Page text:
Social capital inequality and subjective wellbeing of older Chinese

Samuelson Appau, Sefa Awaworyi Churchill, Russell Smyth, Quanda Zhang

Research output: Contribution to journalArticleResearchpeer-review

2 Citations (Scopus)


Using longitudinal data from the China Family Panel Studies, this study provides insights on comparative wellbeing outcomes for older people who are institutionally segregated into clusters that produce uneven social capital. We present the first study that examines how institutionalized social capital inequality, measured by the social capital gap generated by hukou (household registration) status in China, affects the wellbeing of older people. Our results show that high levels of social capital inequality are associated with lower subjective wellbeing, measured by life satisfaction. This general conclusion is robust to a number of sensitivity checks including alternative ways of measuring subjective wellbeing and inequality. We also find that the negative relationship between social capital inequality and subjective wellbeing is strongest for people with a non-urban hukou living in urban areas. Our findings highlight the need for policies aimed at narrowing the social capital gap and the dismantling of institutional structures that hinder upward social capital mobility.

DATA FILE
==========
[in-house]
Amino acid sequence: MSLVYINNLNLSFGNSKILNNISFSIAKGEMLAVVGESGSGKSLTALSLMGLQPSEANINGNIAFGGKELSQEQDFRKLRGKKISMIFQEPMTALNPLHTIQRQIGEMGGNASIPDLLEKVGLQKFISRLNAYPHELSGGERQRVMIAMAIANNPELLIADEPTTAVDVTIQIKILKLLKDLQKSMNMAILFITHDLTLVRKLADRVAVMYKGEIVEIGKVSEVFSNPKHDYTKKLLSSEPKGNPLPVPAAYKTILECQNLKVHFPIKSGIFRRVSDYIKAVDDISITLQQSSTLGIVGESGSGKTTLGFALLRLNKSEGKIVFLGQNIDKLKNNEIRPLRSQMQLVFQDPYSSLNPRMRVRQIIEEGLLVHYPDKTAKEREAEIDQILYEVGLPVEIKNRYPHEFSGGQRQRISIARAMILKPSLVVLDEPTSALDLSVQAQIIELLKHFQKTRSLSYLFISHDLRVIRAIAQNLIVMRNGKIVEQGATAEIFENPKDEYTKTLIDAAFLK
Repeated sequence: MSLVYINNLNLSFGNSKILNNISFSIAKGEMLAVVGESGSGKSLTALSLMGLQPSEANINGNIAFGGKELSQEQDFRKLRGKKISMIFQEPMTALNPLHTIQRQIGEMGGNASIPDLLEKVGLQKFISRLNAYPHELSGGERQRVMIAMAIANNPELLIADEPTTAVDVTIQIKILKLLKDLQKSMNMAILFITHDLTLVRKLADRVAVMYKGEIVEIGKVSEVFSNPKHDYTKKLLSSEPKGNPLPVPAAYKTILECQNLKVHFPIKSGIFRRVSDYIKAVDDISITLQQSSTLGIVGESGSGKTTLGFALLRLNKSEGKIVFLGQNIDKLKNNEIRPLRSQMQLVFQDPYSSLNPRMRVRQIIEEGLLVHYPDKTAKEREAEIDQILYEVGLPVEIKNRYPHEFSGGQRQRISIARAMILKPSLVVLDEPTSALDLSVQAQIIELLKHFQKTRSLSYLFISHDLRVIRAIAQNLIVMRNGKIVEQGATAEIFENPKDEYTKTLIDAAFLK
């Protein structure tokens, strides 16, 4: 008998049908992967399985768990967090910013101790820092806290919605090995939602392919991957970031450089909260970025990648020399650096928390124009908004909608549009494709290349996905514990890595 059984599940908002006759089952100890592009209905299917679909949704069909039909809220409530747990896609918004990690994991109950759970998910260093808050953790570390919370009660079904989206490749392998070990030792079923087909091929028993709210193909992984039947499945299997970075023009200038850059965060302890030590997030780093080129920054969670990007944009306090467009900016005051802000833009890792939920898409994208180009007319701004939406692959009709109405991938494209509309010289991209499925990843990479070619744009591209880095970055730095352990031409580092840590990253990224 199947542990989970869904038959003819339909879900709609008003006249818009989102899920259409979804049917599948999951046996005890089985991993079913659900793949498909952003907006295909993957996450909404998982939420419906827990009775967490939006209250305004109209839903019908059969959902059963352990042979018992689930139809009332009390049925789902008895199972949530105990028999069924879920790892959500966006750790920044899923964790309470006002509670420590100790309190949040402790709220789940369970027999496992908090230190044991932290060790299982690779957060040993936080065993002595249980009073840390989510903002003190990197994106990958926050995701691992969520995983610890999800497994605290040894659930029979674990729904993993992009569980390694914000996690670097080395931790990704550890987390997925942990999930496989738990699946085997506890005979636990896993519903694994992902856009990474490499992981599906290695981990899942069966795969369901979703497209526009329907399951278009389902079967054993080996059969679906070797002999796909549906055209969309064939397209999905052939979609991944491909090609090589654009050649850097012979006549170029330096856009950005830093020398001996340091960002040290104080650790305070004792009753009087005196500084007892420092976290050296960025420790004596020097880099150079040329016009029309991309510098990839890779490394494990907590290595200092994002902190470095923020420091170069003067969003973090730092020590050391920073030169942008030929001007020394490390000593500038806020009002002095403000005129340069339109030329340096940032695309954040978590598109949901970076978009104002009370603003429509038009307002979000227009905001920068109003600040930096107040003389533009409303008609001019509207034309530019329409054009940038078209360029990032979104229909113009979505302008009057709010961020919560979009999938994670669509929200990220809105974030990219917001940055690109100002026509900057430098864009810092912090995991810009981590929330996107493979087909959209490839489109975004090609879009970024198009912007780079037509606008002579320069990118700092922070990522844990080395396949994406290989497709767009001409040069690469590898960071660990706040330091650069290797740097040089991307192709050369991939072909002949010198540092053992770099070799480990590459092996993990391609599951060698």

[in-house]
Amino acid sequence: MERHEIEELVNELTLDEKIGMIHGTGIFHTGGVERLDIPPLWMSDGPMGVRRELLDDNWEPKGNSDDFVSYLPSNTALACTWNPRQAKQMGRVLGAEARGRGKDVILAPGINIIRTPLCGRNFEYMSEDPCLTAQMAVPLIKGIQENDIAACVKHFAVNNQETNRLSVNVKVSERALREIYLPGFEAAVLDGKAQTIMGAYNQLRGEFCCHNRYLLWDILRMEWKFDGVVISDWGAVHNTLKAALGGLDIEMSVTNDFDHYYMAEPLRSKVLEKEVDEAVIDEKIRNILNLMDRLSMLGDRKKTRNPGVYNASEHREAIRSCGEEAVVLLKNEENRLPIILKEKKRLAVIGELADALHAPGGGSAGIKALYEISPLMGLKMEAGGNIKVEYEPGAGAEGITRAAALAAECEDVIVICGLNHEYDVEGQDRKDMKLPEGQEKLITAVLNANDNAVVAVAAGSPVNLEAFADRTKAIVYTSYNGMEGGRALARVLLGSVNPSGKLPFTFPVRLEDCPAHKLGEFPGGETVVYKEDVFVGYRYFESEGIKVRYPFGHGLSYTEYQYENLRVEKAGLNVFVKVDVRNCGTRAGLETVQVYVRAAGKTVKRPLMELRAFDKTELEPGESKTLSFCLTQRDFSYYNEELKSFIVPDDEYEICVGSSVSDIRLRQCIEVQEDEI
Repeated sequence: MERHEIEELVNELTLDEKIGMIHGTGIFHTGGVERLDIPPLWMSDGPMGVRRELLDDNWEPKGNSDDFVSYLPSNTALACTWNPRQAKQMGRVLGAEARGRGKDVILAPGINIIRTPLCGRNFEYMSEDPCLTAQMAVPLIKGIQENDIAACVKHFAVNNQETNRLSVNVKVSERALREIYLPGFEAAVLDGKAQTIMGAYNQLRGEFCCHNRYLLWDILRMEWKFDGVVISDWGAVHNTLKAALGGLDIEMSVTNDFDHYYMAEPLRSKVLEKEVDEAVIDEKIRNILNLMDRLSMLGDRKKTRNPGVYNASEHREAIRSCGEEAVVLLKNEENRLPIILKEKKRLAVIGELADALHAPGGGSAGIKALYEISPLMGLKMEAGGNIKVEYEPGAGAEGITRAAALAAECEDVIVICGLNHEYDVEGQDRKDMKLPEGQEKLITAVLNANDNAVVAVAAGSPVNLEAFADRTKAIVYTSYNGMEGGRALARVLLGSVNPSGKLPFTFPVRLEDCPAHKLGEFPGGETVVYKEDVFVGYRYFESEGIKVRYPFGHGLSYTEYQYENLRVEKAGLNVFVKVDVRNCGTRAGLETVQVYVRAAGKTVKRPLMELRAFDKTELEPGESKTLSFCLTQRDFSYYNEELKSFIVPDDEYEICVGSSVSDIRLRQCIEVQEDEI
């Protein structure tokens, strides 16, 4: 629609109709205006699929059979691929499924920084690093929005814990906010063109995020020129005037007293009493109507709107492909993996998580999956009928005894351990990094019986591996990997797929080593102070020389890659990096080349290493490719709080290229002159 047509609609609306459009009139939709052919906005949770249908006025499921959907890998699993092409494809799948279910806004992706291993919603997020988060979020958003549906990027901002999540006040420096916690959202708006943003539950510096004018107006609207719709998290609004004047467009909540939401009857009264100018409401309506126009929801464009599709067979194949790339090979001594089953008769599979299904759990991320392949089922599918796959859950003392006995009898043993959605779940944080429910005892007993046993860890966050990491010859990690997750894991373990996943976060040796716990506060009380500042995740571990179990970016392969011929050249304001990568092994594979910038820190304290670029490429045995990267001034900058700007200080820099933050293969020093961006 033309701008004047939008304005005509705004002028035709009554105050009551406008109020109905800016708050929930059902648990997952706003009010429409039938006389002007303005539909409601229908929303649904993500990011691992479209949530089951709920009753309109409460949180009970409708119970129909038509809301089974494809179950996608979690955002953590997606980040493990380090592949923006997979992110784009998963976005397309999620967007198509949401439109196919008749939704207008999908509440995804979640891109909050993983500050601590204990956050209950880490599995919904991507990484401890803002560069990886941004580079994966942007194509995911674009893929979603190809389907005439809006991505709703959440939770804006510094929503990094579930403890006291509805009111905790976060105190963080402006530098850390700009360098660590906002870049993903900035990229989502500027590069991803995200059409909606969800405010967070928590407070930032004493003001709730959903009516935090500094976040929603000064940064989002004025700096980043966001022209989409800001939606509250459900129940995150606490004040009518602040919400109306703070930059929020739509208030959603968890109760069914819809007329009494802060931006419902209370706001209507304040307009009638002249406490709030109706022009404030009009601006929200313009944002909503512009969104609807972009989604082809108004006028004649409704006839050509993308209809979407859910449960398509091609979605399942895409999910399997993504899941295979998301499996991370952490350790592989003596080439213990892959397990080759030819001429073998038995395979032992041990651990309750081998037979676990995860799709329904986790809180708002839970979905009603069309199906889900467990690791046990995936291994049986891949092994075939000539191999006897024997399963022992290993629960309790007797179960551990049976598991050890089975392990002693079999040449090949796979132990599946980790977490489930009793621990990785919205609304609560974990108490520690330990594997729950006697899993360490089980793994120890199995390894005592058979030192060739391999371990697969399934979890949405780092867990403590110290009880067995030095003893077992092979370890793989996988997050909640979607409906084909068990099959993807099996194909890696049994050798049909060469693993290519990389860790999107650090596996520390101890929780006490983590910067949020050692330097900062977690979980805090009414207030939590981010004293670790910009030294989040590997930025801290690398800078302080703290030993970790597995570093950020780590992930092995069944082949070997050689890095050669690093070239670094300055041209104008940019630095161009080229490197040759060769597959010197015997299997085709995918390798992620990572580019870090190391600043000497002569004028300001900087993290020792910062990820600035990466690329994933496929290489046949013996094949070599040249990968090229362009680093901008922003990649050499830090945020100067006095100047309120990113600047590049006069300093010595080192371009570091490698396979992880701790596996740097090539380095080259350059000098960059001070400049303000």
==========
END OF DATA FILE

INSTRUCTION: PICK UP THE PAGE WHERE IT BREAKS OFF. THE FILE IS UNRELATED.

Original languageEnglish
Number of pages23
JournalSocial Indicators Research
Publication statusAccepted/In press - 2020


  • China
  • Hukou
  • Social capital
  • Social capital inequality
  • Social networks
  • Trust

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